“Hoffmann is coming from a world where all his friends are dying, all the older men around him are dead and now he’s in a town where people are worried about their love lives and about their careers and their art and are engaged in laughter and in clubs and drinking and having fun without a care in the world. There’s this guilt that you’re able to have this life while people back in your home country are suffering. He can escape it all, it’s a way out for him, so there’s a lot of built-in conflict within him.”

Kartheiser with director Matthias Glasner (left) and actor Rick Okon on the Das Boot set

Kartheiser is best known to audiences around the world as ambitious advertising executive Pete Campbell following seven seasons and more than 90 episodes in Matthew Weiner’s awards-laden Mad Men. Since the 1960s-set New York drama ended in 2015, he has appeared in Casual, Genius: Einstein, The Path, The OA and Proven Innocent.

“Mad Men was a unique experience, so in some ways nothing can compare to that,” he says of comparing the show to working in Europe on Das Boot. “The language and the dialogue was like doing Shakespeare – you did not change it, it was not up for discussion. You read it, you interpreted it, and on other projects you change every single piece of dialogue even if they don’t want you to. With this project, there’s a straightforwardness.

“What I like is that they just come right out and say, ‘Could you do this?’ or ‘Will you do that?’ They cut through all the fluff. They’re pragmatic. I don’t need all that flattering, I find it a bit distasteful to be honest with you. When it comes to production values they’re wonderful. The production values were amazing in the first season, the first opening scene it was like a US$30m movie.”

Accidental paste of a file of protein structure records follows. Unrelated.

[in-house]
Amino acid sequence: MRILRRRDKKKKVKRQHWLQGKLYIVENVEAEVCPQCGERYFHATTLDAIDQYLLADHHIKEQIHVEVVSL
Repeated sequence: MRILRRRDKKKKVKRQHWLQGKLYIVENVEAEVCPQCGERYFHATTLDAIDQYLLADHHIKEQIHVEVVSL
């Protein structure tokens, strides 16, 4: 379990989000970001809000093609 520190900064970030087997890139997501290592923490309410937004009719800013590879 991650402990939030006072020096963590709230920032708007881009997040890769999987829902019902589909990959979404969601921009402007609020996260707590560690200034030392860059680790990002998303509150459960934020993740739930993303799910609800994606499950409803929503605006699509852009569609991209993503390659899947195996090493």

The actor admits he was “delighted” when he heard there would be a season two, with the chance to reunite with a cast and crew he now considers friends. “One of the big X factors for me was that I didn’t know the German actors and I was blown away by them. After just the first couple of days I was like, ‘This is going to be really, really good,’” he says.

The actor played Pete Campbell in acclaimed 1960s-set drama Mad Men

“This is better than what’s coming out of America right now when it comes to young talent. It was really eye-opening. So I was very thrilled that I got to come back for a second season.”

Having now worked outside the US, is he also planning to move into writing or directing? He would, he says, “but I’m not so vain as to think everyone else would want to read it,” he jokes.

“Mostly it’s just me rewriting and rewriting and then I put it away for a year-and-a-half and then read it and go, ‘This is just rubbish.’ It goes on and on. It’s funny, I’ve actually been teaching a bit of acting and it’s an interesting thing to teach because it’s such an ethereal craft, there’s nothing substantial about it really. So it’s interesting to teach it because you’re not aware how much you know about it.

“It’s been eye-opening for me and it has led me to believe that maybe somewhere down the line I want to try my hand at a larger role in the whole scope of a project. It’s intimidating but you need those things because that’s what’s life’s about – growing, learning, failing and trying.”